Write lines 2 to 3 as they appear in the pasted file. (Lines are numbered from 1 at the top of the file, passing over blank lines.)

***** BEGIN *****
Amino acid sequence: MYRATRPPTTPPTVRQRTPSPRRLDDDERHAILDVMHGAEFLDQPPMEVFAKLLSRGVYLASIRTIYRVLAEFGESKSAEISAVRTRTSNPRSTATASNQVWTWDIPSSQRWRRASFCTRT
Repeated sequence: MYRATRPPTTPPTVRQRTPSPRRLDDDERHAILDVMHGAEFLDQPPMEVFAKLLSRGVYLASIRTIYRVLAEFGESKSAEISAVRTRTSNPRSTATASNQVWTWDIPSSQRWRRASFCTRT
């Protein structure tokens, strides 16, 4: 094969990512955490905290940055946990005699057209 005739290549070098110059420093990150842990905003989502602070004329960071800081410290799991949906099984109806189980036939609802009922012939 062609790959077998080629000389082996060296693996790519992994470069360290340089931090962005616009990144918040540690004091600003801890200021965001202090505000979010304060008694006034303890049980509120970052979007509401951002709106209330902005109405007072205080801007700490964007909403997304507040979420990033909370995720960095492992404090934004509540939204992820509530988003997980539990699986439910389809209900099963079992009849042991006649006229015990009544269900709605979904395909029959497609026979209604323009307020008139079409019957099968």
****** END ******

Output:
Repeated sequence: MYRATRPPTTPPTVRQRTPSPRRLDDDERHAILDVMHGAEFLDQPPMEVFAKLLSRGVYLASIRTIYRVLAEFGESKSAEISAVRTRTSNPRSTATASNQVWTWDIPSSQRWRRASFCTRT
């Protein structure tokens, strides 16, 4: 094969990512955490905290940055946990005699057209 005739290549070098110059420093990150842990905003989502602070004329960071800081410290799991949906099984109806189980036939609802009922012939 062609790959077998080629000389082996060296693996790519992994470069360290340089931090962005616009990144918040540690004091600003801890200021965001202090505000979010304060008694006034303890049980509120970052979007509401951002709106209330902005109405007072205080801007700490964007909403997304507040979420990033909370995720960095492992404090934004509540939204992820509530988003997980539990699986439910389809209900099963079992009849042991006649006229015990009544269900709605979904395909029959497609026979209604323009307020008139079409019957099968």